TAOP is complete and submitted for assessment in March 2013, so it’s time to consider a final evaluation, a self-appraisal if you like, of what I have achieved and what I have learnt, as well as to consider what went well and what didn’t.First and foremost, it has been enormously enjoyable, and that’s what I started the course for. Like many OCA students, I’ve done the scrapping for marks and grades in an earlier life, so this was all about expanding my photographic horizons beyond those I have previously developed as a hobby wildlife photographer, and trying to connect with the artist aspects of making images.
Distance learning has been an interesting and new experience for me and one I have enjoyed. I think I have maintained motivation throughout the first year and apart from a few employment related slowdowns in output, have maintained a consistent pace throughout the course and certainly never lost focus on what I was trying to achieve. Given that there is no cohort entry into the OCA courses it is expected that as new ‘rules’ and documentation are issued they appear at different stages of a student’s progress and additions to reading lists and availability of clearer assessment submission guidelines materialised towards the end of my first module. I don’t see that as a problem, just an observation of an inevitable part of an open entry course.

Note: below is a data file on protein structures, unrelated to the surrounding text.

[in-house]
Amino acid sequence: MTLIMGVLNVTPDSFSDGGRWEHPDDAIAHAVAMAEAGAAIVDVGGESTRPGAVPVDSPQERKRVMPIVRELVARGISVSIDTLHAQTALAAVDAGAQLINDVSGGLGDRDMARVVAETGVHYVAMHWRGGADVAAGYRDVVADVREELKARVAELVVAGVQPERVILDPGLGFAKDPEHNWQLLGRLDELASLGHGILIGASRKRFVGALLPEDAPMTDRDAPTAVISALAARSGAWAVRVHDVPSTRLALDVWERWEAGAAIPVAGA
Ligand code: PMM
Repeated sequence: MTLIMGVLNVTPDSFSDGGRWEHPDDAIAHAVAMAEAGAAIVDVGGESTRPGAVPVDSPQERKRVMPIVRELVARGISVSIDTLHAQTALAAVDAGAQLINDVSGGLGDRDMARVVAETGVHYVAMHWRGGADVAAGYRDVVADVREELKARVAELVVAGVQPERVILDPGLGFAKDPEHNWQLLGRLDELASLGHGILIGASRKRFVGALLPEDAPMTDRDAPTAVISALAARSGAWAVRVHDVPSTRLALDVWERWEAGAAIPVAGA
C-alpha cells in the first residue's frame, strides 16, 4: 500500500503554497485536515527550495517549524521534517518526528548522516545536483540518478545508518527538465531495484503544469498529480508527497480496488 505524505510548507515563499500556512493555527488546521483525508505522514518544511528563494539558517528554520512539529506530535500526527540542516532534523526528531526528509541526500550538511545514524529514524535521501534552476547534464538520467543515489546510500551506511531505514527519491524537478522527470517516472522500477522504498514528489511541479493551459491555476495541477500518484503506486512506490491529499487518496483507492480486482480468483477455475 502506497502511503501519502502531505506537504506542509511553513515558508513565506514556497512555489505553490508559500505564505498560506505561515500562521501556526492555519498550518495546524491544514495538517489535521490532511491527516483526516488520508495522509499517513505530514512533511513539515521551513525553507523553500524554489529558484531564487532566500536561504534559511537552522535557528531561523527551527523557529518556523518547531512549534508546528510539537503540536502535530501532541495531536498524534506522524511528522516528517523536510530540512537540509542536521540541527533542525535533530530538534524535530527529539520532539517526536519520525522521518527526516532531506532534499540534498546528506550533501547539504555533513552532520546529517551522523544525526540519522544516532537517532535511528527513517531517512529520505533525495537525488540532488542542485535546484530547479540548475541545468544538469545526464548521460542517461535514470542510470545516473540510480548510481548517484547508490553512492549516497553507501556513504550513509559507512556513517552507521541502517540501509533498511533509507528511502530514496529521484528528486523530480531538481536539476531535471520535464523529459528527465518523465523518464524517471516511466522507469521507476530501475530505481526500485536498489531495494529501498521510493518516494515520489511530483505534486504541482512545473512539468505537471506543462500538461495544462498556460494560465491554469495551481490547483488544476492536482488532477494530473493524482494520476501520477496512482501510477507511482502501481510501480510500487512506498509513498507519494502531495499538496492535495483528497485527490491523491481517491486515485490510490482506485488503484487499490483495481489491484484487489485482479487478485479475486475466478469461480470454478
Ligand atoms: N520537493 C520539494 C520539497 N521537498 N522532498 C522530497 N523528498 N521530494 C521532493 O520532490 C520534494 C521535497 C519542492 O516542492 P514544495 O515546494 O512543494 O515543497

There is opportunity to spend several years over TAOP if I had wished, and with that could potentially come the chance to go and re-shoot assignments to try and improve submissions based on feedback, growing knowledge and experience. However, I resolved from the outset that I would get this done in one year if work allowed, and I certainly don’t feel that I would gain significantly from repeating what I have already done. I am sure that I could garner a few extra assessment marks if I went back and photographed again some of my early efforts, and I could definitely add a lot more ‘learning’ and study visit experiences, but that would defeat my personal purpose. On the student forums there does seem to be a lot of debate over marks and comparisons between achievements, but given that students can build work over a flexible number of years, I don’t really see this as particularly valid. I will gain more from moving on to DPP than I will from dwelling on TAOP I think.
There is no doubt that I have developed a far greater awareness of possibilities for photographs when I’m out with the camera, and as I will elaborate later, have developed the beginnings of an instinct for spotting contrasts and design elements and for pictures that ‘work’. This has been a huge improvement in my photography and probably the biggest change attributable to spending the time on TAOP.